“This critical FEMA funding will help provide much needed resources to facilitate repairs to the Richmond University Medical Center,” said Senator Gillibrand. “Superstorm Sandy devastated our communities and these funds will help secure and reinforce the medical center, giving peace of mind to the thousands of New Yorkers that it will be ready to withstand the next storm. Securing these funds remains an essential part of our ongoing recovery to help rebuild our infrastructure on Staten Island and safeguard an important lifeline for patients and families in the community.” 

“Resiliency investments protect infrastructure and save lives, period. Superstorm Sandy killed dozens of New Yorkers and caused tens of billions of dollars in damages – it’s responsible governance to spend money for protective investments now to avoid catastrophe in the future. As Chairman of the House Subcommittee on Emergency Preparedness, Response, and Communications, I intend to make this concept a focal point of my work,” said Rep. Donovan.

“During Superstorm Sandy we learned that so many vital services on Staten Island were vulnerable to extreme weather, including our medical facilities. Ensuring that hardworking staff is able to continue to treat patients during even the most violent storms is an essential function of these facilities. The funding we are announcing today will enable Richmond University Medical Center to operate at the highest possible capacity at all times, and will protect its infrastructure from potential interruptions in the future. I want to thank Senator Schumer, Senator Gillibrand, Congressman Donovan, and FEMA for their hard work on securing this grant, and look forward to making sure these improvements are made in a timely manner,” said Assemblyman Cusick.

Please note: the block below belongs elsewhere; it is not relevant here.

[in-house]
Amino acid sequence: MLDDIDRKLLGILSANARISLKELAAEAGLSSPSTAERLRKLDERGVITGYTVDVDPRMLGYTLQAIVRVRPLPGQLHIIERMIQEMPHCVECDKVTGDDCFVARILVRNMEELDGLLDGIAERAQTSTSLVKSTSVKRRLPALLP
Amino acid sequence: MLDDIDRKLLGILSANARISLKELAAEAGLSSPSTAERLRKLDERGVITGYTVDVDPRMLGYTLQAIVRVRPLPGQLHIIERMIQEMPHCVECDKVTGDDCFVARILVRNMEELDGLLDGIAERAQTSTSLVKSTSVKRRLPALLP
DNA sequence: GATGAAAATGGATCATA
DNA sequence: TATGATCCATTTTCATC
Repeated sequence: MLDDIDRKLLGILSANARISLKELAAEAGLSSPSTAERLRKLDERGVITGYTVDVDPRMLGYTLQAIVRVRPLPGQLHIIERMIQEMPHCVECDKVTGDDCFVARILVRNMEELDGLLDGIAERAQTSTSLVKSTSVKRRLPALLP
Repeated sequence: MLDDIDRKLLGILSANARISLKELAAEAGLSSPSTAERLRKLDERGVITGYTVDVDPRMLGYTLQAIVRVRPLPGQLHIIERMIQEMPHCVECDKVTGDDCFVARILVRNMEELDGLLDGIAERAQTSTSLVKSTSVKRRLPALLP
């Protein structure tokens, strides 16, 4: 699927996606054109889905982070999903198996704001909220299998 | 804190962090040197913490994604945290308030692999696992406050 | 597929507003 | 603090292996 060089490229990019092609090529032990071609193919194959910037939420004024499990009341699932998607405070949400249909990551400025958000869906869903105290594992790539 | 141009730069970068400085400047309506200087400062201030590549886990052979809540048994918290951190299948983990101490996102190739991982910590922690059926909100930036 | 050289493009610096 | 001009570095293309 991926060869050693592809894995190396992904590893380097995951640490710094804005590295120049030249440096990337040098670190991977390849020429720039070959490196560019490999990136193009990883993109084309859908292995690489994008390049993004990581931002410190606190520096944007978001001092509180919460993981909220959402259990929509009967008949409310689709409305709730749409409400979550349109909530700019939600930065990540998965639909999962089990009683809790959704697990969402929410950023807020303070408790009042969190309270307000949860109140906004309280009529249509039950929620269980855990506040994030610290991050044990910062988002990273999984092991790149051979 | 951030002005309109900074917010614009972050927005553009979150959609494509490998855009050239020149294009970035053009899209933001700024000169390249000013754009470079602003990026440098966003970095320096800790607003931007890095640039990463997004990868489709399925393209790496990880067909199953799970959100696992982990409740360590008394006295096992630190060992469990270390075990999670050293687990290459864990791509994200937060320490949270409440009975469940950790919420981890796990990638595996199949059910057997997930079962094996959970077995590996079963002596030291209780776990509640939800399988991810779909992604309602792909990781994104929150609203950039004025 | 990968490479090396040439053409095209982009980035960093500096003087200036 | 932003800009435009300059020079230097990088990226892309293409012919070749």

Daniel J. Messina, Ph.D., FACHE, LNHA, President & Chief Executive Officer said, “As the only hospital on Staten Island to remain open and accessible during both Irene and Sandy, we recognize the importance of fortifying our campus against future storms. We’re grateful for the continued leadership and strong advocacy from Senator Schumer, Senator Gillibrand and Congressman Donovan.  This grant will be vital in our efforts to ensure our campus is able to meet the needs of our community in a future weather emergency.”